Calif. health officials address ‘whooping cough’ outbreak
SACRAMENTO, Calif. California health officials and healthcare professionals are urging Californians to get vaccinated, as the state is on pace for the worst epidemic of pertussis, more commonly known as whooping cough, in more than 50 years. The disease already has claimed the lives of nine infants in the state.
"Whooping cough is now an epidemic in California. Children should be vaccinated against the disease, and parents, family members and caregivers of infants need a booster shot," stated Mark Horton, director of the California Department of Public Health.
As of Sept. 14, there were 4,017 cases of the illness reported for a state rate of 10.3 cases for every 100,000 people. Of that number, 3,985 of the reported cases experienced disease onset in 2010, according to the California Department of Public Health.
This marked the most cases reported in 55 years, when 4,949 cases were reported in 1955, and the highest incidence in 48 years, when a rate of 10.9 cases per 100,000 people was reported in 1962. Previously, the peak was in 2005, when there were 3,182 cases reported, according to the CDPH.
Pertussis is a highly contagious disease. Unimmunized or incompletely immunized young infants are particularly vulnerable. Since 1998, more than 80% of the infants in California who have died from pertussis have been Hispanic.
The vaccine begins at 2 months of age, but young infants are not adequately protected until the initial series of three shots is complete at 6 months of age. The series of shots that most children receive wears off by the time they finish middle school, according to the CDPH.
In response to the epidemic, Walgreens announced that its pharmacists in California were offering pertussis immunizations (tetanus/diphtheria/pertussis-Tdap vaccine) at more than 150 select stores throughout the state. Walgreens pharmacists in the state can administer immunizations to anyone age 9 years and older. With more than 575 stores throughout California, Walgreens will continue to add locations that can administer the whooping cough vaccine.
"We share in the recommendations of state and federal health officials that the best thing people can do to keep themselves and their families healthy during this epidemic is to get vaccinated," stated Bill Hose, California market VP for Walgreens. "In addition to children, who are the most vulnerable, those who care for or are in contact with children should also be immunized, and we’re continuing to stress these important statewide recommendations to our patients, customers and the general public."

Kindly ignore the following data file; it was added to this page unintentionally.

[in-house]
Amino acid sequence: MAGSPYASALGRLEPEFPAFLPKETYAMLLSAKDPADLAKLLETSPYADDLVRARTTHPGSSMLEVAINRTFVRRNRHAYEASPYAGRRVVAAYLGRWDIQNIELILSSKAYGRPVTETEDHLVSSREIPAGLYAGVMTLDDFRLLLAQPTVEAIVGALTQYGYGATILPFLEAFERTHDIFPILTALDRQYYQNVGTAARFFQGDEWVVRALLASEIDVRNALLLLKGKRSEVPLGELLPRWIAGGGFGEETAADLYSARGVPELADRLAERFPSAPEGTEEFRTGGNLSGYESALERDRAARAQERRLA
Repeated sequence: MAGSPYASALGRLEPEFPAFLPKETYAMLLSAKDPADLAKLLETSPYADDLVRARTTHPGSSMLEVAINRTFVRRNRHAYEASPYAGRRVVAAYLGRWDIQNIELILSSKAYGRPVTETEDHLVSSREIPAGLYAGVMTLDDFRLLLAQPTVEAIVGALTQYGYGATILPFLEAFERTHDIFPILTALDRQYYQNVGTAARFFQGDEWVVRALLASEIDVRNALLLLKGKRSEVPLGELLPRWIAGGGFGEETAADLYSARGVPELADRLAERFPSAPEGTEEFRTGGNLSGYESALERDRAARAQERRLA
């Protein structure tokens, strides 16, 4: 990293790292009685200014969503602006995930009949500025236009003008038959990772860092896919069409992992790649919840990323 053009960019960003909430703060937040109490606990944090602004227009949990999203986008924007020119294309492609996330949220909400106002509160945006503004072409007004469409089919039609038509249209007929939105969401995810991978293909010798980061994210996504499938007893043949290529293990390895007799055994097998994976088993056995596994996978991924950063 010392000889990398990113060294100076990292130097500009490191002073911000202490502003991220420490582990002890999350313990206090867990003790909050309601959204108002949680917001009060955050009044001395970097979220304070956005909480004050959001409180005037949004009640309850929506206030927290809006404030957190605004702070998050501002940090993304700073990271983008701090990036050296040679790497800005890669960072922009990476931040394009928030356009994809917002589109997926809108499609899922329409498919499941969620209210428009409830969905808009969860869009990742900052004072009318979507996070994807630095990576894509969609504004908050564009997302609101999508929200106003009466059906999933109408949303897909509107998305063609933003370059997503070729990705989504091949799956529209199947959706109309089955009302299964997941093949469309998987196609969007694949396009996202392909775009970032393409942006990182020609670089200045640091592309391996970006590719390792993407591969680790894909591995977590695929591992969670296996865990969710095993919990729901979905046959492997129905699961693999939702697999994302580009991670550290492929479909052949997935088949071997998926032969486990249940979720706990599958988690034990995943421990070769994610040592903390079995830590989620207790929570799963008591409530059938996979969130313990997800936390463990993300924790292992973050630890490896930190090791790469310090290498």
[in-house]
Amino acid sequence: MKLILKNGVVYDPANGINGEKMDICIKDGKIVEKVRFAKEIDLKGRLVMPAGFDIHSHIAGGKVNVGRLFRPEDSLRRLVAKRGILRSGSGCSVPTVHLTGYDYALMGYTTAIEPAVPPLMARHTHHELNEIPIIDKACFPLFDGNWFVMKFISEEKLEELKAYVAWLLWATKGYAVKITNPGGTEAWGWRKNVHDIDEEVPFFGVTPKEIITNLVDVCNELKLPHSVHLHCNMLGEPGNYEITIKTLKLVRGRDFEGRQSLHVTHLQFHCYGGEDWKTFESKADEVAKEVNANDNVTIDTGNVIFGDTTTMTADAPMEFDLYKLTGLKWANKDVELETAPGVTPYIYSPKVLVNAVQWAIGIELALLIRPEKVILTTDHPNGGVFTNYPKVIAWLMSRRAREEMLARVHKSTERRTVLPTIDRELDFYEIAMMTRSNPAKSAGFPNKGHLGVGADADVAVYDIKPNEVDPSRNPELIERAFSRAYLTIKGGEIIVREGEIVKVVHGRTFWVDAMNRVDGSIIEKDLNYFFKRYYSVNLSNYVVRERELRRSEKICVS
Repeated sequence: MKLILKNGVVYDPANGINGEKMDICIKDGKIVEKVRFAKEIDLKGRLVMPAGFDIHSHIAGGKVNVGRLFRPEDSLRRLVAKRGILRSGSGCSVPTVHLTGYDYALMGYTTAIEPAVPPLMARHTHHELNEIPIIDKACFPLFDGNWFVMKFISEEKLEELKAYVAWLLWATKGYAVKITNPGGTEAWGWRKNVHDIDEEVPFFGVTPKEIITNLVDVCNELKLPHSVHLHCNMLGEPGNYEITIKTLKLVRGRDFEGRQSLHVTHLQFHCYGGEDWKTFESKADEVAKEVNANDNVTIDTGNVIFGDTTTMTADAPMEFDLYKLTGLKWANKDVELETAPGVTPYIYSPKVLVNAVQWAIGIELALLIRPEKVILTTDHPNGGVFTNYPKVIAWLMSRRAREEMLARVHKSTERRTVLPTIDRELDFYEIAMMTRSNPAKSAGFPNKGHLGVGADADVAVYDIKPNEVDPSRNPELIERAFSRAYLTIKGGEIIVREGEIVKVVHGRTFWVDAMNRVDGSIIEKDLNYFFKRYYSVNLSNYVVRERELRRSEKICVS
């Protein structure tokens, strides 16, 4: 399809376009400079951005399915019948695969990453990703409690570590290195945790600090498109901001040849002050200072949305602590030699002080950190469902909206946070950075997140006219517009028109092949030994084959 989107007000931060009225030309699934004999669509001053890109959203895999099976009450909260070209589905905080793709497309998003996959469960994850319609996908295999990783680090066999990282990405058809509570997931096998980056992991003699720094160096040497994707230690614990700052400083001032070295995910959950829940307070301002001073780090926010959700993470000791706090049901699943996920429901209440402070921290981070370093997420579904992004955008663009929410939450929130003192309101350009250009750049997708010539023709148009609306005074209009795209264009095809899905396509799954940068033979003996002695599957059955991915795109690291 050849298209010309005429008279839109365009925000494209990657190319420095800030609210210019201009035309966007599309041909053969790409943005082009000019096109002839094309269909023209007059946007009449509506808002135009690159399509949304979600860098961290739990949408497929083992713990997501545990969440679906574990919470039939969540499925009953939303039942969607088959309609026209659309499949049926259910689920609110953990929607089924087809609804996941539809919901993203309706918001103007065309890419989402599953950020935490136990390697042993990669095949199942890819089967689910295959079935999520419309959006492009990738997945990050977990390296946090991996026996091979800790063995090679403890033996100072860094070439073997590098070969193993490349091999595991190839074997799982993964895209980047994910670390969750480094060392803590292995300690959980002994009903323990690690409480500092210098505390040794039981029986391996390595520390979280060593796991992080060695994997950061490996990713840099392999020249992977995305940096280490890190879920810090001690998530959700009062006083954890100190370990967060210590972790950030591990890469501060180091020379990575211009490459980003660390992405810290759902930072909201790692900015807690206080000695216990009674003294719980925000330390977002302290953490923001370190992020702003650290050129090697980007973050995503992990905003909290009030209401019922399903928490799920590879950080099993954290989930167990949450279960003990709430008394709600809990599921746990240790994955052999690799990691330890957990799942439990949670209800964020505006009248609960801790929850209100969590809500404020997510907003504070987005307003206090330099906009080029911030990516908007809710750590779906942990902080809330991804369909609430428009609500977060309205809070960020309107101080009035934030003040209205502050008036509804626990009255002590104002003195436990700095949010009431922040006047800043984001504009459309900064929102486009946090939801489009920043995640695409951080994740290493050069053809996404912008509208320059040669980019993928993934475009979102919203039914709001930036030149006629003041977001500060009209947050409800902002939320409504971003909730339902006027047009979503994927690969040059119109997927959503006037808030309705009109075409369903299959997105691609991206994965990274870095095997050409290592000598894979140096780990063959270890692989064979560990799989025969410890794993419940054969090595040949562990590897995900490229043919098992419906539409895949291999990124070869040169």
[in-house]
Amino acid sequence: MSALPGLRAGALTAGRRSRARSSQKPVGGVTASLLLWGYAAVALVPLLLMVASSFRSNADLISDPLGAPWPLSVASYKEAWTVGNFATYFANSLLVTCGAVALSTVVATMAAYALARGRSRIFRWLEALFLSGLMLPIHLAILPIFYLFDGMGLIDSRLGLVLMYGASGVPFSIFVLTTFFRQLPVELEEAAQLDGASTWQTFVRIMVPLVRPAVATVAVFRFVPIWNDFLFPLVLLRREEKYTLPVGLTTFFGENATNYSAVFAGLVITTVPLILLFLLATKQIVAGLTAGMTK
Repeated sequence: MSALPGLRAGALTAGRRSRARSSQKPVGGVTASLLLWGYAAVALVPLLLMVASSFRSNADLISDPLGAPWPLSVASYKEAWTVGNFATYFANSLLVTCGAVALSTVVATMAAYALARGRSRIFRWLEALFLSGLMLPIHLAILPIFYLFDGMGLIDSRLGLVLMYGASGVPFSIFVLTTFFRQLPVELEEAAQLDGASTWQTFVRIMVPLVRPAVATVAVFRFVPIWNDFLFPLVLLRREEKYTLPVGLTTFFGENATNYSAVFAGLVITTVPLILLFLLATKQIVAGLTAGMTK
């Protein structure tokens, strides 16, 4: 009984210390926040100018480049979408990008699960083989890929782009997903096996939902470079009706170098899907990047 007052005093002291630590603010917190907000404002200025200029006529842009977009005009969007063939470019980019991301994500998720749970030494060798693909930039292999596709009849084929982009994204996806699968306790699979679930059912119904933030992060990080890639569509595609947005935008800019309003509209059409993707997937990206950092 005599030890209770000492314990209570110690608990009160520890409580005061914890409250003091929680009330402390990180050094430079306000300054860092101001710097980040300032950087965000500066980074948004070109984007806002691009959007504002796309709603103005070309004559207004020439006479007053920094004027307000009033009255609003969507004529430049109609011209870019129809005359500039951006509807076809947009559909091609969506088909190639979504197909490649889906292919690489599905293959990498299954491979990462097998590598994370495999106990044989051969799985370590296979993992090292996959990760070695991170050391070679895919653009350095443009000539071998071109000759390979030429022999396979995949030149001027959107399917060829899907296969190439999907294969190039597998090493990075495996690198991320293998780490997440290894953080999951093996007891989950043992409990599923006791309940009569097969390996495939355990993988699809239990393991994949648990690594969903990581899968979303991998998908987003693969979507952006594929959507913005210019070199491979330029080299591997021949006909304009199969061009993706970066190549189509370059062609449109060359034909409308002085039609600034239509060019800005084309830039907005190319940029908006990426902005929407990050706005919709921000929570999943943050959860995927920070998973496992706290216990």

House committee to hold hearing over J&J recall
WASHINGTON House Committee on Oversight and Government Reform chairman Ed Towns, D-N.Y., on Thursday announced that the committee will hold a hearing Sept. 30 at 10 a.m. to examine the circumstances surrounding Johnson & Johnson’s recall of more than 135 million bottles of infant and children’s medicines produced by Johnson & Johnson/McNeil Consumer Healthcare, including children’s Tylenol, infant’s Tylenol, children’s Motrin and children’s Benadryl.
The hearing also will examine the circumstances surrounding a “phantom recall” of a particular Motrin product, which became public as a result of the committee’s hearing on May 27.
“This is about the safety of trusted medication that our children and grandchildren use,” Towns stated. “The evidence we have uncovered since our first hearing is extremely troubling.”
Witnesses invited to testify include Bill Weldon, J&J chairman and CEO, and Colleen Goggins, J&J worldwide chairman, consumer group.
The hearing will be webcast on the committee’s website, Oversight.house.gov.
Forest Pharmaceuticals pays $313 million in settlement deal
SILVER SPRING, Md. Drug maker Forest Pharmaceuticals will pay more than $300 million to the federal government as part of a plea agreement over alleged improper drug distribution and obstructing a Food and Drug Administration inspection.
The FDA said Wednesday that Forest Pharmaceuticals, a subsidiary of New York-based Forest Labs, had entered a plea agreement whereby it would accept criminal responsibility for distribution of an unapproved drug, distribution of a misbranded drug and obstruction of an FDA inspection. The total payment of $313 million includes $164 million in criminal penalties.
One charge centered around the marketing of Levothroid (levothyroxine sodium), an unapproved drug used to treat hypothyroidism. A 1997 Federal Register notice announced that Levothroid is a “new drug,” and that manufacturers who wish to continue marketing it would have to obtain approval from the FDA by August 2000.
The company also is charged with alleged off-label promotion of the antidepressant Celexa (citalopram) for use in children; the drug is only approved for use in adults. The charge of obstructing an FDA inspection relates to an alleged 2003 incident in which Forest employees made false statements to the agency.
“We are pleased to bring closure to this long-running investigation,” Forest chairman and CEO Howard Solomon said. “We remain dedicated to ensuring that we operate in full compliance with all laws and regulations and that our employees uphold the highest principles of integrity, honesty and ethics.”